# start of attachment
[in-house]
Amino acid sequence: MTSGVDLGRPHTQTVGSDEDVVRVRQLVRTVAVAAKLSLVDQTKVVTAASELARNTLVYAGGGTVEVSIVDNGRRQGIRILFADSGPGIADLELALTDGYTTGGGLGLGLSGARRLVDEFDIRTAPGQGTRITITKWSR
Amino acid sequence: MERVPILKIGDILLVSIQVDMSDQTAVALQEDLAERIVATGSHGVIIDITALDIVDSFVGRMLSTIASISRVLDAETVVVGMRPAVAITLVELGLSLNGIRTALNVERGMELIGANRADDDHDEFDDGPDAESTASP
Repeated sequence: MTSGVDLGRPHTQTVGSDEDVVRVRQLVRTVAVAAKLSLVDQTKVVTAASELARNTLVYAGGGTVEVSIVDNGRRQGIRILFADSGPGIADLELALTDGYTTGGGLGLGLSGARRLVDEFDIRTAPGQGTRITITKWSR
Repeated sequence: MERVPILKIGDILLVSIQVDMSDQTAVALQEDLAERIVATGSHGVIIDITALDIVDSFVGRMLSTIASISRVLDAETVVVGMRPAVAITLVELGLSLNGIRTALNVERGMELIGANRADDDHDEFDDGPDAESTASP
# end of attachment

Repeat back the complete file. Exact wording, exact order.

[in-house]
Amino acid sequence: MTSGVDLGRPHTQTVGSDEDVVRVRQLVRTVAVAAKLSLVDQTKVVTAASELARNTLVYAGGGTVEVSIVDNGRRQGIRILFADSGPGIADLELALTDGYTTGGGLGLGLSGARRLVDEFDIRTAPGQGTRITITKWSR
Amino acid sequence: MERVPILKIGDILLVSIQVDMSDQTAVALQEDLAERIVATGSHGVIIDITALDIVDSFVGRMLSTIASISRVLDAETVVVGMRPAVAITLVELGLSLNGIRTALNVERGMELIGANRADDDHDEFDDGPDAESTASP
Repeated sequence: MTSGVDLGRPHTQTVGSDEDVVRVRQLVRTVAVAAKLSLVDQTKVVTAASELARNTLVYAGGGTVEVSIVDNGRRQGIRILFADSGPGIADLELALTDGYTTGGGLGLGLSGARRLVDEFDIRTAPGQGTRITITKWSR
Repeated sequence: MERVPILKIGDILLVSIQVDMSDQTAVALQEDLAERIVATGSHGVIIDITALDIVDSFVGRMLSTIASISRVLDAETVVVGMRPAVAITLVELGLSLNGIRTALNVERGMELIGANRADDDHDEFDDGPDAESTASP